Federal Court Rejects “2-year” Bright Line Rule for Employee Non-Compete Agreements

By: Jeanne Hoffmann, Capital Member

In R.J. O’brien & Associates, LLC v. Williamson, 14 C 2715, 2016 WL 930628 (N.D. Ill. Mar. 10, 2016)(Judge Gettleman,) the U.S. District Court for the Northern District of Illinois declined applying a “bright line” rule (minimum of 2 years of employment,) finding adequate consideration to enforce a non-compete agreement against a former employee.

R.J. O’Brien & Associates, LLC sued former employee, Robert Williamson, alleging a confidentiality and non-solicitation agreement breach. Williamson worked for R.J. O’Brien for one year, then resigned and worked for a competitor. He then began soliciting R.J. O’Brien’s other employees to work for his new employer, violating his employment contract’s restrictive covenants.

Williamson argued that the post-employment confidentiality agreement and restrictive covenants non-compete agreement were invalid, because they lacked adequate consideration to support contractual undertaking. Williamson’s argument was based on earlier Illinois Appellate Court and federal district court decisions holding that there must be two or more years of continued employment to constitute adequate consideration supporting an employee’s covenant not to compete with the employer post-termination.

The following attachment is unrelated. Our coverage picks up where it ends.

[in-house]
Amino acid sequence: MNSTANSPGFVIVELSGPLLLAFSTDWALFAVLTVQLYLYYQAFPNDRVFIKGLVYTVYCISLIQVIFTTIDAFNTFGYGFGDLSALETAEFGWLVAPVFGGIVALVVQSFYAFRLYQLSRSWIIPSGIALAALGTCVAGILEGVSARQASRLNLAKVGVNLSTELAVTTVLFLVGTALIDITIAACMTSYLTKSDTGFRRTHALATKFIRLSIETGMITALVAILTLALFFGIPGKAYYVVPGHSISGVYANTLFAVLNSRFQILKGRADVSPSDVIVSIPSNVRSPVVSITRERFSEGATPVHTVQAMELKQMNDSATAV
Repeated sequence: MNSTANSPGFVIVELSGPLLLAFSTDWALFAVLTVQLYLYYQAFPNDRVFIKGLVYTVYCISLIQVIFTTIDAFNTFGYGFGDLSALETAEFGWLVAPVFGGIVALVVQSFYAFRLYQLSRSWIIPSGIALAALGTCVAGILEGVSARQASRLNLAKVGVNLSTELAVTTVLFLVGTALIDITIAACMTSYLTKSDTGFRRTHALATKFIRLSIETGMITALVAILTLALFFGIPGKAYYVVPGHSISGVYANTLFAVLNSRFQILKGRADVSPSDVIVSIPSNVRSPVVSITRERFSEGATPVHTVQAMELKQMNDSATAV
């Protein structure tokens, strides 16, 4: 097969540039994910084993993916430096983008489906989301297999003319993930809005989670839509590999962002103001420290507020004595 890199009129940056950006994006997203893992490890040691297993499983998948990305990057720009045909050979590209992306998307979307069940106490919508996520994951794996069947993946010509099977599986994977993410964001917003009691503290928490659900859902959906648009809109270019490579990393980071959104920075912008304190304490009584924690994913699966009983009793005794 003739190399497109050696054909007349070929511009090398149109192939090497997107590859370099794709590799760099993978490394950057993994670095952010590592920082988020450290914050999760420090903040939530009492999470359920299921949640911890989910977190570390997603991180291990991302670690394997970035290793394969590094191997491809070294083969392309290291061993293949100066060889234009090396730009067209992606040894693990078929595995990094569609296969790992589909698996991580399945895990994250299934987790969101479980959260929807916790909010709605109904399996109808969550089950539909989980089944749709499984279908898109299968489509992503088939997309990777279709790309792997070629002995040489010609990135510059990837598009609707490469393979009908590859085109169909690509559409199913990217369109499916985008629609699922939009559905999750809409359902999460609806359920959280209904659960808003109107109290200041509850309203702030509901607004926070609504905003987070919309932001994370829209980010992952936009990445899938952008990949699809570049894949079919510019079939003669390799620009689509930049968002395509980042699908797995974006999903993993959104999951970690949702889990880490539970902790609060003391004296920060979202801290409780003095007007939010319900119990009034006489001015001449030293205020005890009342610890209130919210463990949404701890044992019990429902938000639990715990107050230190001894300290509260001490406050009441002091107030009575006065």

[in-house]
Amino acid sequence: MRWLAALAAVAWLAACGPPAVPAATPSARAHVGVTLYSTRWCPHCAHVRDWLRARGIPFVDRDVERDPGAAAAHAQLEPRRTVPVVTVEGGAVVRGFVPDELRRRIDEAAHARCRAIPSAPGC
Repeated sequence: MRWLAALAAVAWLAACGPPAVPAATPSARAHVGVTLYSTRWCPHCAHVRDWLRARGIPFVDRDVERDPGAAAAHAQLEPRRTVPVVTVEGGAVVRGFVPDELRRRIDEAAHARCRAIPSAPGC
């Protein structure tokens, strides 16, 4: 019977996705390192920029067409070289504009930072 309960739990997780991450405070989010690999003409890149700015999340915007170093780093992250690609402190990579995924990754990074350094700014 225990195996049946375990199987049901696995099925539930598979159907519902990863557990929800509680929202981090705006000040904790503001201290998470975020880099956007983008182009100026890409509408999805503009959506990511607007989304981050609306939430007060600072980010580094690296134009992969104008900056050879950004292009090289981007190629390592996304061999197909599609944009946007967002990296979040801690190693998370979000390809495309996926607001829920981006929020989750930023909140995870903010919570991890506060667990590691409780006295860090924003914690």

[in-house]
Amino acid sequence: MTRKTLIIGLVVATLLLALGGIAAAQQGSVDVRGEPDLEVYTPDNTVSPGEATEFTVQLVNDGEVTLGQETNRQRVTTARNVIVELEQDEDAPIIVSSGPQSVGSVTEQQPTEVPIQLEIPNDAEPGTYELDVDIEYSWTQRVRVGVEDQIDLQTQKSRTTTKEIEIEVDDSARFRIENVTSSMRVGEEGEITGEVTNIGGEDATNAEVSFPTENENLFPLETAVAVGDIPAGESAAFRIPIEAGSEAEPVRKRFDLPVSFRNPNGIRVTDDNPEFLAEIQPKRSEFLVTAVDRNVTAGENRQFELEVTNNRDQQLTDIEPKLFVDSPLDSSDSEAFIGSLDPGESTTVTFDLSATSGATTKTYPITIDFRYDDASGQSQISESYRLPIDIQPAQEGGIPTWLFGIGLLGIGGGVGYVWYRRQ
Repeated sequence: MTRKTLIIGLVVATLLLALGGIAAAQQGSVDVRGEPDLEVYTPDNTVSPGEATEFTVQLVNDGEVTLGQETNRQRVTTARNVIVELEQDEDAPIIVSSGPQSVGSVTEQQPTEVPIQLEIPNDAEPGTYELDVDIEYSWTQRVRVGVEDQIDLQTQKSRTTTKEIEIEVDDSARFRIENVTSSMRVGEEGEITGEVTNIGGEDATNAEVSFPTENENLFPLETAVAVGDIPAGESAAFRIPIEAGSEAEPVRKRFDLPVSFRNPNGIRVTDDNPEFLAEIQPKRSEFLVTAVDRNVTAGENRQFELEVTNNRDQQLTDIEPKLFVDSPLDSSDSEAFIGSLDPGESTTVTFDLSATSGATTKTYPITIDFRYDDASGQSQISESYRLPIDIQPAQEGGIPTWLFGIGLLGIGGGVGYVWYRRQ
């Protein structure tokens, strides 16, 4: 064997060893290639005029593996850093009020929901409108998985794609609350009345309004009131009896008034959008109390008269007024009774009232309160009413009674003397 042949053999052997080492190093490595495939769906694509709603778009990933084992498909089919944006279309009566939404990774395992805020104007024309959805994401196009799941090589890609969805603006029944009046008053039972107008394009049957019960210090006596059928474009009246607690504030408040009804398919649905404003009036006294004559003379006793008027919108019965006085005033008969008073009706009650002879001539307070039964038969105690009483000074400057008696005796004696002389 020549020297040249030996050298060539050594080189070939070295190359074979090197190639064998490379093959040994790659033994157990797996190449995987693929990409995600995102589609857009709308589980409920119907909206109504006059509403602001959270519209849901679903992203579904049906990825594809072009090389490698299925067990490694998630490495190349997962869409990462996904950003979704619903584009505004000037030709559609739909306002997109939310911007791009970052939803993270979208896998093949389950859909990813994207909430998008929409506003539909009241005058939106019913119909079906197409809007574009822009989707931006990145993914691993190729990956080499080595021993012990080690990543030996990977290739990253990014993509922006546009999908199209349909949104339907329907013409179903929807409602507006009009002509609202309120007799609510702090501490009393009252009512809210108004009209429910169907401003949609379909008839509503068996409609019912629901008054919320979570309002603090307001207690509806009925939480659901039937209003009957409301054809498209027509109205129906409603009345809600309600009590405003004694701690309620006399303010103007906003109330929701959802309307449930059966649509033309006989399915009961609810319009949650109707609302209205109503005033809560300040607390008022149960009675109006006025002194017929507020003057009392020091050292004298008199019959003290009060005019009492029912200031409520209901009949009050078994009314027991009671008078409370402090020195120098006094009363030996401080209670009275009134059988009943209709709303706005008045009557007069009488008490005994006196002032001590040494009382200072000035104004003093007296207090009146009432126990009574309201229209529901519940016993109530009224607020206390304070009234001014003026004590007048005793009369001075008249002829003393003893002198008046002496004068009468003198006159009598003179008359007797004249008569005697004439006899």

However, R.J. O’Brien’s argument discussed several earlier state and federal court decisions rejecting applying the two-year bright line rule in favor of considering other factors (e.g., whether the employee quit or was fired, other compensation or job perks.) Considering other factors, including that Williamson quit to work for a competitor after one year, the Court concluded that the post-employment restrictive covenants were valid.


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